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Yoga for Stress: How a Daily Yoga Practice Can Help

Julia Dellitt for Aaptive shares the perfect short daily practice to promote relaxation. This stress-busting routine can help with chronic stress, and it’s physical and mental manifestations. Tiffany Cruikshank shares her best recommendations on using yoga for stress.

Stressed Out? Try These 5 Yoga Poses to Relax

Instead of constantly feeling like “fight-or-flight” is your only option, use yoga to train your body and mind to regulate chronic stress.

Yoga is well-known for reducing stress through restorative and strength-building postures, breathwork, and even meditation. But, if you suffer from chronic stress, then you might be wondering if a regular practice can really make a difference. The answer is yes—and here’s how yoga for stress works.

The Mental and Physical Impact of Stress

When your mind encounters a stressful situation, it initiates a response from your autonomic nervous system, which activates your sympathetic nervous system. This floods your body with certain hormones, like cortisol, that increase your heart rate and blood pressure, amplify your senses, and energetically rev up your brain.

In other words, you go into fight-or-flight mood. It’s useful in the case of a true emergency, not so helpful in the face of daily struggles. Over time, stress can become chronic, and that puts you at risk for health problems like depression, insomnia, physical pain, and cardiovascular disease.

How Yoga Can Help

Yoga trains you to breathe through stress and slow down. “Yoga, both from my experience and [from] the research that has been done, is a powerful way to regulate stress and its effects,” explains Tiffany Cruikshank, yoga teacher and founder of Yoga Medicine. “Depending on the style, yoga can affect this in several ways. The breath, when it’s the focus of the class, is proven to be a powerful way to induce the parasympathetic nervous system, or the relaxation response.

“Simple repetitive movements, like sun salutations or cat/cow pose, can also induce the relaxation response to help with chronic stress. The key to [yoga’s] stress-reducing potential really is in simple, mindful, non-judgmental movements linked with breath,” she says.

Yoga for Stress

Here are five yoga poses and techniques that Cruikshank recommends for anyone suffering from chronic stress. You can incorporate these poses and techniques into daily movement to help minimize the effects of stress. Cruikshank also advises students to use the first two poses to prepare to move with more ease, and then focus on the last two to help your body fully relax. You may also add sun salutations or other poses before or after downward-facing dog for a longer sequence.

1. Breathwork

Known as “even-count breathing” or sama vritti pranayama, this breathing technique helps decrease stress. Cruikshank recommends using this anywhere and anytime to relax the body and mind. Find a comfortable seated or supine position, and match the length of your inhale to your exhale. She says to start by inhaling for four counts and exhaling for four counts, without forcing the breath. Do this for at least two minutes, or up to five.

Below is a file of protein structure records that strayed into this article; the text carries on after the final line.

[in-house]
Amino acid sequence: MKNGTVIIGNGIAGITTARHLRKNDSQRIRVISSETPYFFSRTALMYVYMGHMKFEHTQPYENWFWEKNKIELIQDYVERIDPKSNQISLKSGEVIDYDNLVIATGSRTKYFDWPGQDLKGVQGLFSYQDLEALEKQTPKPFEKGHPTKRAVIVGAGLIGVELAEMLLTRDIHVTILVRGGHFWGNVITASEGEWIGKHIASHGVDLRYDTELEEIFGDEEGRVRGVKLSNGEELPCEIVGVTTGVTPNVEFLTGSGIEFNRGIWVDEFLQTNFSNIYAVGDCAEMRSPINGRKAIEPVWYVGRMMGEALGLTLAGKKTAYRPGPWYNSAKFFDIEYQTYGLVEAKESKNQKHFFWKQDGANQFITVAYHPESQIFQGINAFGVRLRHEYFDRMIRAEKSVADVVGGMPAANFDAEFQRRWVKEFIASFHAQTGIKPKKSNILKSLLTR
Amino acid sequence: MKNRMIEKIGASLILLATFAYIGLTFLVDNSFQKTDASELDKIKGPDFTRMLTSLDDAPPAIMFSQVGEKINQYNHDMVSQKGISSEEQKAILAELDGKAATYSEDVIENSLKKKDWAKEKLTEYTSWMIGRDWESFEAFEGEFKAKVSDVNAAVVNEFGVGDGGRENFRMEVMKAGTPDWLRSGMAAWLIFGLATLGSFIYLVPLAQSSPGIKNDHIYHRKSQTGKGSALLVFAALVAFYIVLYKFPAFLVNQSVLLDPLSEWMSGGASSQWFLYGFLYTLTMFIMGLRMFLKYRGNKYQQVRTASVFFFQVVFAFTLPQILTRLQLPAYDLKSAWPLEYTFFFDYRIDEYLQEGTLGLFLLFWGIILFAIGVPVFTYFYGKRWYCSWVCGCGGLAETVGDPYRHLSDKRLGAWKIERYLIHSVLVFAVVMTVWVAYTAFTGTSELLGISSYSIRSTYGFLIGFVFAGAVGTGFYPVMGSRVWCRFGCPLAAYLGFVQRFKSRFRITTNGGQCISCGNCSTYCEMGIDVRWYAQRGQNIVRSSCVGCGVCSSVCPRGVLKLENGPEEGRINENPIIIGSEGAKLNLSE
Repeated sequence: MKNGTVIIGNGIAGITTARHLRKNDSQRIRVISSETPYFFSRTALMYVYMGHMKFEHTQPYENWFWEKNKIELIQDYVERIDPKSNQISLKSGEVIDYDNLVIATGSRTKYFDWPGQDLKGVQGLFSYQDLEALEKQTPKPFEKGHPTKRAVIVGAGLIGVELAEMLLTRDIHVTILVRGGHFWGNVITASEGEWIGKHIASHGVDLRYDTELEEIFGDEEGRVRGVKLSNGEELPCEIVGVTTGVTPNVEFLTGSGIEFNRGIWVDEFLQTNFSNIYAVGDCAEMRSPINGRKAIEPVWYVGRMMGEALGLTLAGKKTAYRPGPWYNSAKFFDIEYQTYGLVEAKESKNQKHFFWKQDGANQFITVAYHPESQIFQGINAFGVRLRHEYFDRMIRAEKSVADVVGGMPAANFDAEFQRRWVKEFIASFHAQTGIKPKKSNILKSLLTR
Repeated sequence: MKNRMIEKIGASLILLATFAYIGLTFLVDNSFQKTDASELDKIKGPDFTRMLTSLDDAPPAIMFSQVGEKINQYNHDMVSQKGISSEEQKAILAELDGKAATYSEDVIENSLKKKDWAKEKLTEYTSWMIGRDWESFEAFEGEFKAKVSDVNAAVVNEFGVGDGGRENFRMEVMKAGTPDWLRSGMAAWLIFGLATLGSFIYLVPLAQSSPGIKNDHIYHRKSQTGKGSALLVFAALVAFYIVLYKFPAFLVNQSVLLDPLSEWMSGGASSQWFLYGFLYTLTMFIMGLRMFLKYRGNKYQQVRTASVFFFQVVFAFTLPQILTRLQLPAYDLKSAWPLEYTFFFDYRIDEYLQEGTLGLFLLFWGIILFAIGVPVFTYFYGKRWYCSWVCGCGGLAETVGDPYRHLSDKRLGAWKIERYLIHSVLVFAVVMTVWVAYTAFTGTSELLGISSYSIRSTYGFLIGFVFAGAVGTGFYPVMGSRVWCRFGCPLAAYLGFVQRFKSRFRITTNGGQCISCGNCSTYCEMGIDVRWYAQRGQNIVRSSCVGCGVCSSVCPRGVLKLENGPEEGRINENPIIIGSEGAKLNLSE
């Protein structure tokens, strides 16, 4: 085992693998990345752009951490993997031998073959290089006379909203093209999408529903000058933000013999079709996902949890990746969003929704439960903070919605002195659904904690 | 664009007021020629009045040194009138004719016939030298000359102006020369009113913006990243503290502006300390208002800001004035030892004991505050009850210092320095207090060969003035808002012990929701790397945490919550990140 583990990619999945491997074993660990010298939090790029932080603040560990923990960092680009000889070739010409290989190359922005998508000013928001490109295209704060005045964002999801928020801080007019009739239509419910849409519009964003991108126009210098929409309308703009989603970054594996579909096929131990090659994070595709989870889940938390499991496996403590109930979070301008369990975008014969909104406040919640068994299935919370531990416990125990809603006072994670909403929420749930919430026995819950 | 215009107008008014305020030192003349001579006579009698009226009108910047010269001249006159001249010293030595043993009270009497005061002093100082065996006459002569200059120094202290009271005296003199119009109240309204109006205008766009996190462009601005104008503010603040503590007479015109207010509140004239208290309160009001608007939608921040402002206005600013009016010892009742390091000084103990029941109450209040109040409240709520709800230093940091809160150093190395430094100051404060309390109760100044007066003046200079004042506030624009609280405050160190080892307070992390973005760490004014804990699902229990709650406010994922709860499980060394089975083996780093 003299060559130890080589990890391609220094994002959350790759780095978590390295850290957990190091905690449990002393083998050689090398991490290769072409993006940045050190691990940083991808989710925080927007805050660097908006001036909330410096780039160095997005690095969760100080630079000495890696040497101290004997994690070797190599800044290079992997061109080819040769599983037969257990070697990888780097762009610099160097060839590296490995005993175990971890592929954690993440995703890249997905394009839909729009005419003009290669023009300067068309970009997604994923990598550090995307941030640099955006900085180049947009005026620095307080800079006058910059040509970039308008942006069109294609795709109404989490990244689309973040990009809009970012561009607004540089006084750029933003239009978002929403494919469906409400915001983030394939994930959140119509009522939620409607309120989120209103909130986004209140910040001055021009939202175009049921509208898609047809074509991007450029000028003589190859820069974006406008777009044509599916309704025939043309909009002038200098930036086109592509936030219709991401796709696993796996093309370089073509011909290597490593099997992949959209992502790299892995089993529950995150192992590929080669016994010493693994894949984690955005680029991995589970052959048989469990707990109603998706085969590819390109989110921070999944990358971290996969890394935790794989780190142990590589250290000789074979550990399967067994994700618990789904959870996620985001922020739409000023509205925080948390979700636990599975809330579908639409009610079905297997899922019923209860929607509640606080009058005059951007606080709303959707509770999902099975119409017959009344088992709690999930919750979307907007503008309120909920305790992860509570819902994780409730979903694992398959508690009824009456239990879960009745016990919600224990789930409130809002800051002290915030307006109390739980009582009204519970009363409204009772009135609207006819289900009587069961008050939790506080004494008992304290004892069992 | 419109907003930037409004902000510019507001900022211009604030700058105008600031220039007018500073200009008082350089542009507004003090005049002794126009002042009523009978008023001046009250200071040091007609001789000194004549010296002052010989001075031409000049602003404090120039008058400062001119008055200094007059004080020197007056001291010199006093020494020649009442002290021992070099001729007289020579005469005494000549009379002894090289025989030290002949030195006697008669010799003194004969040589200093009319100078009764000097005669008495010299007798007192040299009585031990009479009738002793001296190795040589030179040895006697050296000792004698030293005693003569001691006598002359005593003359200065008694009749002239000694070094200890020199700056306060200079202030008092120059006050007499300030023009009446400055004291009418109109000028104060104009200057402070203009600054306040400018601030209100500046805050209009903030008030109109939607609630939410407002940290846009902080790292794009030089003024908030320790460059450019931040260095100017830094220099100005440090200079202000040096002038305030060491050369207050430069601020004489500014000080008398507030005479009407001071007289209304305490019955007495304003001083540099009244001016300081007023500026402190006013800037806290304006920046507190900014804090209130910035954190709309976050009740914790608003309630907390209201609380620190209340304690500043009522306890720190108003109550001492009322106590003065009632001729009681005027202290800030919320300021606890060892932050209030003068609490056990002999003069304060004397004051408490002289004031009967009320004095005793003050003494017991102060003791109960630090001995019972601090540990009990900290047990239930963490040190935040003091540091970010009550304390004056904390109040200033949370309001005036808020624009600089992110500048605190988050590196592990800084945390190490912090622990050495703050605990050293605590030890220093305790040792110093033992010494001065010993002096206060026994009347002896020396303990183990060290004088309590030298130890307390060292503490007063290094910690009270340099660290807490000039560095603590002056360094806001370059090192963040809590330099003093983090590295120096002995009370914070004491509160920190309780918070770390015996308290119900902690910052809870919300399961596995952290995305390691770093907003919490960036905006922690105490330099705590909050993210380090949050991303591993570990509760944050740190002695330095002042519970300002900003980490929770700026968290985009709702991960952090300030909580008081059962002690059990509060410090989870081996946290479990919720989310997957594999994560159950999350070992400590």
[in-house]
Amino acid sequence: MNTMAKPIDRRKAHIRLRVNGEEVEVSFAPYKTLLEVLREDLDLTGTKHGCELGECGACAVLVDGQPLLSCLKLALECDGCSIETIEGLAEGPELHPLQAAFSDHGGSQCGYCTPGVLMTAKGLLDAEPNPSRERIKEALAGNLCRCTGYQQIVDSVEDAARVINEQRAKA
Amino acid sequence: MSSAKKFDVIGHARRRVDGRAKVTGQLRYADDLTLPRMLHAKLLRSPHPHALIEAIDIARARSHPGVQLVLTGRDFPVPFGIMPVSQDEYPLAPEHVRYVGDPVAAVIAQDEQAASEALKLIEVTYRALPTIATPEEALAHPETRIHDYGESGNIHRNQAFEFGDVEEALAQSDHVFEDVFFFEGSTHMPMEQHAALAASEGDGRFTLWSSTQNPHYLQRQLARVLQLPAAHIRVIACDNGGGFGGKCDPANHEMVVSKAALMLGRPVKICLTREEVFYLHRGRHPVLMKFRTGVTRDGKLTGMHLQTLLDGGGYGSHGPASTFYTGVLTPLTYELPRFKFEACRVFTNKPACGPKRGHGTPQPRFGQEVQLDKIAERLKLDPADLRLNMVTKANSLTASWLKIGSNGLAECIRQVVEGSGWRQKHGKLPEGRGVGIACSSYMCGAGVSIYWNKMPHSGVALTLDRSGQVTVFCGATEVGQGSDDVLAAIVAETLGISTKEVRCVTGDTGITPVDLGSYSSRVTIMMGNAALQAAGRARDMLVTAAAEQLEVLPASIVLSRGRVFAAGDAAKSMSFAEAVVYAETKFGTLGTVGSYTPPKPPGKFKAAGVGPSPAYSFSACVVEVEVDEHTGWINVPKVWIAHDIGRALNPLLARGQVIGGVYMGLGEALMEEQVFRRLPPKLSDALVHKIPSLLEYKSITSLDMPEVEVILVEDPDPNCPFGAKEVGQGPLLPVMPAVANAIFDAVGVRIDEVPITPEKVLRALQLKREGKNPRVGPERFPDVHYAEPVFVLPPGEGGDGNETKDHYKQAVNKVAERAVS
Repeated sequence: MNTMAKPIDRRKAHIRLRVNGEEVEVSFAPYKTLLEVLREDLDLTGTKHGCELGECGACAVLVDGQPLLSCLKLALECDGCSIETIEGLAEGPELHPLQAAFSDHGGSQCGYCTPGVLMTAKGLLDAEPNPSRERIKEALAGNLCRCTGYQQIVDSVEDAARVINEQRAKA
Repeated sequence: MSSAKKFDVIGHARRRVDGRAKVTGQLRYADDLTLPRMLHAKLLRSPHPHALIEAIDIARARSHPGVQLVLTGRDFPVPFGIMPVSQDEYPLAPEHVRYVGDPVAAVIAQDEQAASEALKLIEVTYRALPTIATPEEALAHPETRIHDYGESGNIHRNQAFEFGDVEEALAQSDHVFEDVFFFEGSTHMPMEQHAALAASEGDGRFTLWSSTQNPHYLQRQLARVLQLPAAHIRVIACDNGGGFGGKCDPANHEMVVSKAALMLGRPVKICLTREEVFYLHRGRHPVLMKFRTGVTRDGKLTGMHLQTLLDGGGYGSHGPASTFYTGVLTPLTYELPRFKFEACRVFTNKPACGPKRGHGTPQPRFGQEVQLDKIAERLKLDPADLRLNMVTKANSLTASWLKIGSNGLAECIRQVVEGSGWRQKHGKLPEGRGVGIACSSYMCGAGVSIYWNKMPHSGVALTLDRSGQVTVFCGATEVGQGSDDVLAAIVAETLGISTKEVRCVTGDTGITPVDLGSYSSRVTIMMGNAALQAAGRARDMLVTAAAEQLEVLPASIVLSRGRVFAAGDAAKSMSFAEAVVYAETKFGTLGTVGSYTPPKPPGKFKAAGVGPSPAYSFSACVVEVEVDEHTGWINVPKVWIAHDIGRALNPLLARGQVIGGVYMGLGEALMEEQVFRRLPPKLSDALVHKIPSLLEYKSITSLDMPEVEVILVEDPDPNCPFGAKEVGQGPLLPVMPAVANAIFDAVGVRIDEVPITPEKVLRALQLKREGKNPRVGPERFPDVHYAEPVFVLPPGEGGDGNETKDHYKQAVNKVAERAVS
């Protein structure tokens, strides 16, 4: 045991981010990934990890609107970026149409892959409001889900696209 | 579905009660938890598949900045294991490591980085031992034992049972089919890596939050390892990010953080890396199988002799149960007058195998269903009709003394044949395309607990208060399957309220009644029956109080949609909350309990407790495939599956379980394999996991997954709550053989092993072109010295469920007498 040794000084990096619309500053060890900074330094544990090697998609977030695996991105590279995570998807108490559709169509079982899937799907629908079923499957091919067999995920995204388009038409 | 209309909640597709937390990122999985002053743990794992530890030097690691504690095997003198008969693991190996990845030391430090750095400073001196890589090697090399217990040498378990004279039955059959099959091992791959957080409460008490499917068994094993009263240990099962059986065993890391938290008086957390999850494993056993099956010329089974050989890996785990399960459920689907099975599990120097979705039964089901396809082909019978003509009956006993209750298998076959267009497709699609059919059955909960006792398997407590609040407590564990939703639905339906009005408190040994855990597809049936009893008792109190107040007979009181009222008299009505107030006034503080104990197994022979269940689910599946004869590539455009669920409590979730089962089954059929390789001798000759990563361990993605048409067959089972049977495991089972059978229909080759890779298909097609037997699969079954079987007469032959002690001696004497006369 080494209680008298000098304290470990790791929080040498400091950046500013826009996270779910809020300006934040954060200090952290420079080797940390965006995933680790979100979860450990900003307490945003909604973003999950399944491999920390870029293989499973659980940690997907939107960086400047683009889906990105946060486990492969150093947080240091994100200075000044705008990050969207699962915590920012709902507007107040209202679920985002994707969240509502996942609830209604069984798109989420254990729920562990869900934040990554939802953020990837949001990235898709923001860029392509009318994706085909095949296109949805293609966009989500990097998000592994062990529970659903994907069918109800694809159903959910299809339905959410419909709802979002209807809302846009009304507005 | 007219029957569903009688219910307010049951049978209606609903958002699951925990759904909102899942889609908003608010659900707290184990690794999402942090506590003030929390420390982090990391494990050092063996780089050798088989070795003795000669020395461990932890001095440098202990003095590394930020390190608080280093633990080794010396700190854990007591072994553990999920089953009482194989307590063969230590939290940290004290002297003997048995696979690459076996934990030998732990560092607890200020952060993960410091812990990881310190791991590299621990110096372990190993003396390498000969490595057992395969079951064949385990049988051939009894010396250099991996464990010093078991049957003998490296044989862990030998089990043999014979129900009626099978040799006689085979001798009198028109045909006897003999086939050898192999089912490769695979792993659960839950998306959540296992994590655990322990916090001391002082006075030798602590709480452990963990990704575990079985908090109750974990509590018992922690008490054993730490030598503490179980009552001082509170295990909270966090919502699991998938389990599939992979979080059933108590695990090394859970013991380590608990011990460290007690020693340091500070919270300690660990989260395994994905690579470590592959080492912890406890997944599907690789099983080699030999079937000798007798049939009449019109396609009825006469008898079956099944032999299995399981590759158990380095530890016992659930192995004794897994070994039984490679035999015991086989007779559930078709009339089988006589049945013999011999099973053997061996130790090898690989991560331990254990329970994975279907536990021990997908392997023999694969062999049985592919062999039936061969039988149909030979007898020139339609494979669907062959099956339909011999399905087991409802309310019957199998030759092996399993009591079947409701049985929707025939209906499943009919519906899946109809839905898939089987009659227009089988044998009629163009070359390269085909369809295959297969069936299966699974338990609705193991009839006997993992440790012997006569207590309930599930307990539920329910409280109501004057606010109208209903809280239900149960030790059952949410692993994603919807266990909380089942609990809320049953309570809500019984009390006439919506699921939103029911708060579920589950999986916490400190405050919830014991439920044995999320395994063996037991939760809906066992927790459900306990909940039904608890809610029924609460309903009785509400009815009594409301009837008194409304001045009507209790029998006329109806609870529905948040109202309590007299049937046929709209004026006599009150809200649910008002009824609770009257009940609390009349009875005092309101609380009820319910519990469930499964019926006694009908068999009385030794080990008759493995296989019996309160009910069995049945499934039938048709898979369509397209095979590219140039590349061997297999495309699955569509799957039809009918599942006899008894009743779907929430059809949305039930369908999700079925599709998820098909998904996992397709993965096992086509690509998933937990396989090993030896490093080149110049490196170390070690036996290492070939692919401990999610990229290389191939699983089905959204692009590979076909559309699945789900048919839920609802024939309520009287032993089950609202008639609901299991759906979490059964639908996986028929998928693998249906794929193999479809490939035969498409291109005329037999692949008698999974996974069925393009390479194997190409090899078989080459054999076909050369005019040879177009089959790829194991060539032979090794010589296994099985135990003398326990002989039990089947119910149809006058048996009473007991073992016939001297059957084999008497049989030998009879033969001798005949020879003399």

2. Mountain Pose

“From standing, inhale as you lift your arms, palms up, in front of you over your head, and simultaneously lift your heels,” says Cruikshank. “Exhale and slowly lower your heels and arms. Repeat five times. Try to make the movement last the length of a deep breath.” In mountain pose, you’re essentially standing, but stacking shoulders over hips over ankles, and finding a straight spine with an engaged core.

3. Downward-Facing Dog

Cruikshank suggests modifying this common pose with your head resting gently on a block, a yoga prop that provides extra support. “Choose the right height of the block so that you can rest only the weight of the head on the block, and the rest of the body is supported by the arms, legs, and core,” she notes. “Let your [forehead] hairline rest on the block so your neck is slightly flexed forward. Use your breath to relax here and imagine stressful thoughts dripping off your brain.”

Stay here for a few minutes. Remove the block at any time for a more standard variation of this posture. Remember to form your body into the shape of a capital letter A, with hands and feet about hip-width distance. If your hamstrings are tight, or you worry that you aren’t very flexible, don’t worry about it. Just bend your knees as much as you like. Keep your gaze back toward your knees with a long, straight neck.

4. Bridge Pose

Lay on your back with your feet on the floor, says Cruikshank, and then inhale as you lift your hips and arms overhead, and exhale as you lower back down to the ground. Extend your arms out at your sides, and breathe in and out from your nose. Instead of lifting and lowering, you can also hold in a lifted position with knees stacked over ankles and hips pointing upward for one to three minutes. This will help relieve tension through your chest and front body muscles.

You can easily modify bridge pose by placing a block under your back at the base of your spine or placing rolled blankets under your knees, shoulders, and neck.

5. Savasana

Savasana, also known as “corpse pose”, slows a racing heart and active mind to allow you to completely relax in a neutral position. You basically lay on your back with your arms at your sides and legs extended, then let the muscles in your body release and concentrate on just breathing. (Trust us, it’s harder than it seems!) “Close your eyes and stay for five to 20 minutes, noticing the quality of the body and allowing yourself this time to recharge by doing nothing,” Cruikshank says.